Colours of Nature

The Hindu, 23 Feb 2007

Holi marks the end of winter and the coming of spring.
Many colours are made up of chemical colorant with a base of asbestos or silica, and these are harmful to the skin.

Holi is around the corner! So many of us love playing this colourful festival and look forward to it with excitement! But, did you know that some of the colours we buy in the market are not meant for use? Holi began as a celebration of the end of winter and the coming of spring. This was also the time when crops like wheat and barley were harvested and the festival was a way of thanking nature. There are several legends about the festival. The bonfire on the night of Holi is symbolic of the victory of good over evil.The colours of Holi were, originally, the colours of trees that flower in spring. These colours were made from flowers, roots and herbs and had therapeutic and medicinal value. Some of the common plants that were used include henna, hibiscus, and marigold. In addition there are roots such as beetroot and tubers like turmeric that also give bright colours.

Highly toxic

But today, toxic chemical substances, many of which are meant for industrial use only, have replaced the beautiful colours of nature. The commercial colours include pastes, dry powders and watercolours and they are mostly made up of a chemical colorant with a base such as asbestos or silica. The colorants contain heavy metals like mercury, lead and chromium, which can cause damage when they enter the body causing rashes, allergies and breathing difficulties. Some industrial dyes take a long time to come off the skin and slowly enter the body through the skin!You can understand more about natural colours by exploring the work of the following groups on their websites: Navdanya, Delhi; CleanIndia, Delhi; Kalpavriksh Environment Action Group, Pune. To read more about the health impacts of industrial colours visit the website of Toxics Link, Delhi.This year play a safe and natural Holi.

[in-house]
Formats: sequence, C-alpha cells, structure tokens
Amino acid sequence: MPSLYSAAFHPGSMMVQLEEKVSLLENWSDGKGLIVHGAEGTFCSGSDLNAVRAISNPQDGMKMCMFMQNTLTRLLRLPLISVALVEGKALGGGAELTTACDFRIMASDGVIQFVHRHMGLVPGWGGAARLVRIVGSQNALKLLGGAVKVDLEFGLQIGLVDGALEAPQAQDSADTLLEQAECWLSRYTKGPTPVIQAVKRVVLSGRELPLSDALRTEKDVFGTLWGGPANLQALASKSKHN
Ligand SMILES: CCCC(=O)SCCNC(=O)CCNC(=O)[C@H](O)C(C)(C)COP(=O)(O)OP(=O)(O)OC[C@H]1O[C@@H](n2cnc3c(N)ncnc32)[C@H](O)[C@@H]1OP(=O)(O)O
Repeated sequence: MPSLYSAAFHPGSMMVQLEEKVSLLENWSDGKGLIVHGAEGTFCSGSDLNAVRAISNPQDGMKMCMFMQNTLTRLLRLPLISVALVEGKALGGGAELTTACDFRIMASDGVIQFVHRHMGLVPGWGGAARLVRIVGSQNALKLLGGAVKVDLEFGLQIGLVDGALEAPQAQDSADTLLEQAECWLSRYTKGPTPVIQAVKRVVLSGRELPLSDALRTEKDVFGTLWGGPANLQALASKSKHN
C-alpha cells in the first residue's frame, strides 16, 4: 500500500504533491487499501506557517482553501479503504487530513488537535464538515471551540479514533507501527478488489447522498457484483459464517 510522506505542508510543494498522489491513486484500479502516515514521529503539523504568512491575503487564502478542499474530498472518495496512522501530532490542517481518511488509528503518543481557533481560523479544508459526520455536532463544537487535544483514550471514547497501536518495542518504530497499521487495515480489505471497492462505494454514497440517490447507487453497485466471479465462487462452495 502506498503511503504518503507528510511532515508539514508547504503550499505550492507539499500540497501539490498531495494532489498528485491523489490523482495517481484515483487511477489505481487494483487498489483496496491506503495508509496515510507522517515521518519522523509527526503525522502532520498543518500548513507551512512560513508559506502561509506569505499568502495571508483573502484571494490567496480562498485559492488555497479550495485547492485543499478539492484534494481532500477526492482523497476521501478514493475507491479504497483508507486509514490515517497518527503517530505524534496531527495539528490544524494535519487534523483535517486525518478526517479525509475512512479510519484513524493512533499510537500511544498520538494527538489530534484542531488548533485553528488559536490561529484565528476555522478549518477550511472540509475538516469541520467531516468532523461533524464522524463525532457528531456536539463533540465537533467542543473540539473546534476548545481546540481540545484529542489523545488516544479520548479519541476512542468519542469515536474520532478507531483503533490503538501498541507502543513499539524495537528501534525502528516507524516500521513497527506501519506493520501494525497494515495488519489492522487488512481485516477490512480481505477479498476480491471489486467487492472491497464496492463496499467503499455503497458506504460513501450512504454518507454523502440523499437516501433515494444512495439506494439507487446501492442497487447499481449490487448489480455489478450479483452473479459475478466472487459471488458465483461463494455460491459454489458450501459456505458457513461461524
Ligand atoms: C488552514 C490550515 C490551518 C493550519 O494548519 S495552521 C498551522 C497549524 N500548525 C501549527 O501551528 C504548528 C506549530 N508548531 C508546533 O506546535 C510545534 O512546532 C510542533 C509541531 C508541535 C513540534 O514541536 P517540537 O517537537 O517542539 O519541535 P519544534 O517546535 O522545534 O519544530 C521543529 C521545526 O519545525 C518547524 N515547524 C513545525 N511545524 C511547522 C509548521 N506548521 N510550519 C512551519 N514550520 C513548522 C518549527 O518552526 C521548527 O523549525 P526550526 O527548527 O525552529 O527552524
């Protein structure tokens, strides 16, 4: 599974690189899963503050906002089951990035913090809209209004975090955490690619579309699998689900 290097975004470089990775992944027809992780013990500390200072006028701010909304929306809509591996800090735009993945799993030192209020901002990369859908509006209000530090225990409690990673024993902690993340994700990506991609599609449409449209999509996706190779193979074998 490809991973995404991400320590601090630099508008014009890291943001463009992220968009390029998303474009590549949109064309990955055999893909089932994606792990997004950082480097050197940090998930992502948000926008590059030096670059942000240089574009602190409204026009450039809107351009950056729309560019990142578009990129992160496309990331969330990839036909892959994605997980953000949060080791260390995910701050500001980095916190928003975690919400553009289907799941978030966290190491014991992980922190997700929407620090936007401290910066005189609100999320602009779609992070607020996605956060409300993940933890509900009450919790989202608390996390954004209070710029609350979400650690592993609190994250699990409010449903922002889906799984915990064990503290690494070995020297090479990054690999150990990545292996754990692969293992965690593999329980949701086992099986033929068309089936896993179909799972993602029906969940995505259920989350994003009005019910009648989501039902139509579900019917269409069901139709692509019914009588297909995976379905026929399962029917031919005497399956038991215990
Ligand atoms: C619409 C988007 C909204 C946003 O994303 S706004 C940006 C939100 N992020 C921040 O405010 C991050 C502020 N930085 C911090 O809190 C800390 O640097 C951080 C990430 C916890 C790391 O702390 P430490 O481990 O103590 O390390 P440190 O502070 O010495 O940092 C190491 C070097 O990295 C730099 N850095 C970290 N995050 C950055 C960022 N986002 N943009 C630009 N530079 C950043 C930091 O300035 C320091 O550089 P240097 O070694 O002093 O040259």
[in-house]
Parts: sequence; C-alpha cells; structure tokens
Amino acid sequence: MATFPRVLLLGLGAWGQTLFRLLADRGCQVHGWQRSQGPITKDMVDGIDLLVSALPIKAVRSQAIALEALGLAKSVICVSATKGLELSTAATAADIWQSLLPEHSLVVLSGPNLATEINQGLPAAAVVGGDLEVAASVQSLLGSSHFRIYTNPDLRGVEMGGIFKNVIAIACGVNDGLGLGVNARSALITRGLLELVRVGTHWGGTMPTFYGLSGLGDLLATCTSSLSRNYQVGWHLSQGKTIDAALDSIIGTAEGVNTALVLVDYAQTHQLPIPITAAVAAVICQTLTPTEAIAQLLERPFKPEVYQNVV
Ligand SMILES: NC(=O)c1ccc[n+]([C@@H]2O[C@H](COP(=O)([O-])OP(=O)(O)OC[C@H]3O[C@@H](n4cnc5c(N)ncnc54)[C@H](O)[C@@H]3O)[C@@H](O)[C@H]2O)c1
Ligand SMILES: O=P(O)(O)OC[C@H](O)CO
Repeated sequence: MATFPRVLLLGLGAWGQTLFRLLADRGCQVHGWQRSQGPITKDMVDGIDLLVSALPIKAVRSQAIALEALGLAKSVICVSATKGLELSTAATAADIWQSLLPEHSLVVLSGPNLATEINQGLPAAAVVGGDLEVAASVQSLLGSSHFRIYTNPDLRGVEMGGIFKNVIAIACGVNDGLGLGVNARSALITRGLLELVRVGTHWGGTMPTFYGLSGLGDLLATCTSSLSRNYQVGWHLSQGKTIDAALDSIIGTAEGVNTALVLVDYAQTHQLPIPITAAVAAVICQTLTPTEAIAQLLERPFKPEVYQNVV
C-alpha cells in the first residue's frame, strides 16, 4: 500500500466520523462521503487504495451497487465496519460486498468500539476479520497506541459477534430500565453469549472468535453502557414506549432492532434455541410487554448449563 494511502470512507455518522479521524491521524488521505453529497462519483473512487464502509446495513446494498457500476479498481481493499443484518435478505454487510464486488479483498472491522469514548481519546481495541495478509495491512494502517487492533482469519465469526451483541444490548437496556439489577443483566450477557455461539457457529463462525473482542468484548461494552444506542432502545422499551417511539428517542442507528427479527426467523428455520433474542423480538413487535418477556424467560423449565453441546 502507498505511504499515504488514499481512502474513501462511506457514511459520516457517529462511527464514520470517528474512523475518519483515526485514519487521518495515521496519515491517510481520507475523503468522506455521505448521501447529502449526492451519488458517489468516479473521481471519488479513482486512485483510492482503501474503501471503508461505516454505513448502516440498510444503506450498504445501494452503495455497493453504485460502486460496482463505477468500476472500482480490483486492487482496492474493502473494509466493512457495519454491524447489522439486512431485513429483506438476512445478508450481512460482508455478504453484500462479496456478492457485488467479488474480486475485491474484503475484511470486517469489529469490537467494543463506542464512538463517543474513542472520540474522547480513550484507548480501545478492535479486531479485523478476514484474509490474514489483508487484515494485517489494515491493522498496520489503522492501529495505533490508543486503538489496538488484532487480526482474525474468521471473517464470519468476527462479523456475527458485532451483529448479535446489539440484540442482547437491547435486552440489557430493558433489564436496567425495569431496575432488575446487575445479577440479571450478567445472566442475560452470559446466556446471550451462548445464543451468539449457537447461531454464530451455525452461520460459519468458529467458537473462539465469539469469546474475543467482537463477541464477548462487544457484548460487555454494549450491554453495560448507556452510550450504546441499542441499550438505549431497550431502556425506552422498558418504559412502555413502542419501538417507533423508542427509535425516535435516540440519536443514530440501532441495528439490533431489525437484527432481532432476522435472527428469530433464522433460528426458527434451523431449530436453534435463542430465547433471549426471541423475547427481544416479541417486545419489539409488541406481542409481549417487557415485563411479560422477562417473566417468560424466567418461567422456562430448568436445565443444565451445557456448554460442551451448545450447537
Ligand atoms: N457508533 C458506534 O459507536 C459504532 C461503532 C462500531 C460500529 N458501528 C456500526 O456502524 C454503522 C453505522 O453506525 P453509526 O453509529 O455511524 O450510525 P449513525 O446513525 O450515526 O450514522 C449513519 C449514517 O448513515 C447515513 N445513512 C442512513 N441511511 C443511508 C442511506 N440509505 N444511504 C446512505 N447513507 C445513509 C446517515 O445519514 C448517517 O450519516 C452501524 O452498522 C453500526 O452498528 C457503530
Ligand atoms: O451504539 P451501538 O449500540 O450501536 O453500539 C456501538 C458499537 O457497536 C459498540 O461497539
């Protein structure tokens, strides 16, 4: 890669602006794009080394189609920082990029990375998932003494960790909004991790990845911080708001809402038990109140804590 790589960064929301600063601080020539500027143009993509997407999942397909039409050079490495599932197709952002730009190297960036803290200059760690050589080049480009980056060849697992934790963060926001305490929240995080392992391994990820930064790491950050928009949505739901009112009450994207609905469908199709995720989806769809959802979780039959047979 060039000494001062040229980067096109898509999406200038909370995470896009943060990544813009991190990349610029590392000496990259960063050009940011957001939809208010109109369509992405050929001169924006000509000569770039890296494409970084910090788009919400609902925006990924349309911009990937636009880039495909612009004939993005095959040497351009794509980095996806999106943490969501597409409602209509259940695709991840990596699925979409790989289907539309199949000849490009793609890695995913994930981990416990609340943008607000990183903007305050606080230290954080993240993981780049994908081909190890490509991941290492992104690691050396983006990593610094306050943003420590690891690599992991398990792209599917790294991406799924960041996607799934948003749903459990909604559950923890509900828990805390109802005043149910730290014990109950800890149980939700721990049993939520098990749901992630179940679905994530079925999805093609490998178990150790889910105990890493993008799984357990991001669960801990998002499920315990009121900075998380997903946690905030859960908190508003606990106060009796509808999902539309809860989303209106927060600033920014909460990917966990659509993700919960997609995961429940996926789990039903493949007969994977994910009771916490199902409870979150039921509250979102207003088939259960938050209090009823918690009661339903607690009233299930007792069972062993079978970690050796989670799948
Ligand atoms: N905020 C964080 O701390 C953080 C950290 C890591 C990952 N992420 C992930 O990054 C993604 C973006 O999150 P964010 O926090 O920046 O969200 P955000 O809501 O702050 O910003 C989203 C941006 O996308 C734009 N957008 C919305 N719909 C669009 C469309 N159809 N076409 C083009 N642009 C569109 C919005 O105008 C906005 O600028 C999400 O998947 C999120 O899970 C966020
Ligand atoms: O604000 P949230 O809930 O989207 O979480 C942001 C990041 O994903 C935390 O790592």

Make your own colours
Yellow: Mix turmeric powder with besan for a lovely yellow. 
Red : Did you know that if you add a few drops of lemon juice to turmeric powder it turns bright red?Magenta: Slice or grate a beetroot. Soak in one litre of water for a wonderful magenta. 
Orange : Boil the peels of 10 – 15 onions in half litre of water for an orangish-pink colour. Remove the peels before use, to remove the smell of the onions.
Green : Mix a fine paste of leaves like spinach, mustard, coriander or mint in water. Use mehendi / henna powder, separately or mix with equal quantity of any flour for a lovely green shade.If you don’t have the time for this then make sure you buy only natural colours. Locate a shop you that can supply you with genuine natural colours. How will you know that they are genuine? First, verify that the packet of colour does not say “For Industrial use only!” The terms — herbal, natural, non-toxic and organic — indicate that the colours are probably sensitive on the skin.Check the ingredients of the colours on the packets.

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